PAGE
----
Persona 5 dungeons, also known as palaces, are simply breath-taking.
A quick post on Persona 5 dungeons. The first of which I completed two nights ago.
But before that, allow me to present a trip down memory’s lane.
Historical Persona and Shin Megami Tensei Dungeons
This is what comes to mind whenever I think of the word “dungeon.” Featureless, repetitive tunnels supposedly representing entire castles or towns. Or massive labyrinths you can’t move two squares down without triggering an encounter.
It feels only yesterday that I was doing my best imagining I was adventuring in post-apocalyptic Shinjuku. All I had before me were black lines and flat colours. But you know what, it was still exhilarating despite the simplicity.
Shin Megami Tensei I remains one of the best JRPGs I’ve ever played.
The first Persona game was released for the PlayStation 1 thereabout four years after SMT 1. There were loads of gameplay and graphics improvements, obviously, and dotted here and there were unique looking rooms.
But with that also came loading issues. Every encounter brought on a loading screen, which became truly unbearable before long. In spite of that, I still completed the game. I also deeply enjoyed the macabre story. (So many Marys!!!)
Persona 3 and 4 substantially upped the standards, as you can see from above. Everything was essentially still a maze, but there was no longer such a heavy labyrinth feeling everywhere.
Between 2008 and now, Atlus also went into hand-held console craze. It released a flurry of titles, both remakes and new ones, for the PSP, DS and 3DS.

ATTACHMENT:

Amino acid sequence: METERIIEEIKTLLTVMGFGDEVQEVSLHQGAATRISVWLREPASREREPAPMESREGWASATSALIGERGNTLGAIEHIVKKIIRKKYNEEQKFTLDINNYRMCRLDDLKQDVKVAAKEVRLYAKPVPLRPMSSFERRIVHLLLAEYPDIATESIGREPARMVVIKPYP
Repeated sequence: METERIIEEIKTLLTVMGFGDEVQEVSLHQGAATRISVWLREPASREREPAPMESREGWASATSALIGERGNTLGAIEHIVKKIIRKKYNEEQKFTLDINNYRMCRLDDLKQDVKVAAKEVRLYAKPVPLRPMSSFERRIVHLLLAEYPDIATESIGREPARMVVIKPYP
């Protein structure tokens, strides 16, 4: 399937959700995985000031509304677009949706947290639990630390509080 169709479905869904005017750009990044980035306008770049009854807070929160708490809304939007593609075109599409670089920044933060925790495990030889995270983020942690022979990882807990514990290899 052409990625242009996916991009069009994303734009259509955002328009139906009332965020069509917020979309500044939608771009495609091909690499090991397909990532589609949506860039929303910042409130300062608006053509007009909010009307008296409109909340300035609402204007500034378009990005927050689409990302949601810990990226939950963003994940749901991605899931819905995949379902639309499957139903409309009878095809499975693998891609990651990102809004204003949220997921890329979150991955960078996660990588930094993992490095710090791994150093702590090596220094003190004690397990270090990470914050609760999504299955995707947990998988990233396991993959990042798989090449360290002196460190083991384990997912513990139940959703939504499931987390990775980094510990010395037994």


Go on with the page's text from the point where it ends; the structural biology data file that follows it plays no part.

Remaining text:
Again, there were many improvements but even with Shin Megami Tensei IV and Apocalypse, there was still that retro dungeon feeling. I remember several reviews declaring these titles to be homages to the retro dungeon crawling era. Not all of these reviews were positive.
Persona 5 Dungeons i.e. Palaces
Jump forward to 2017, and we now have:
For the first time ever since 1996, I am NOT getting that repetitive labyrinth feeling! There are still lots of corridors in the dungeons, especially in Mementos, but all are intersected with enough variety of background or quirky dialogue to remove dungeon crawling tedium.
Perhaps I’m imagining things, but the Persona 5 dungeons also feel smaller and easier to clear. Unlike what I anticipated earlier, the lack of a save-whenever-you-want function turned out not to matter that much tpp. You would never be stuck in a dreary situation you can’t get out of.
A Maudlin Conclusion
Writing this post gets me emotional, almost on the verge of tears. How much has gaming improved! How fast time flies too!
Have I really been playing Shin Megami Tensei and Persona for over twenty years? Wasn’t it only yesterday that I shivered after my first “step” into underground Tokyo? (And made that solemn promise to one day get lost in the actual labyrinths of Shinjuku?)
And what’s down the road? How would SMT V or P6, P7 be?
Seems like there are indeed things to look forward to in life. Small things. Perhaps unimportant and irrelevant to many too. But these are what prevent us from slipping into shadowy gloom.
All screengrabs belong to Atlus.
If you haven’t, please, start playing Persona 5 today!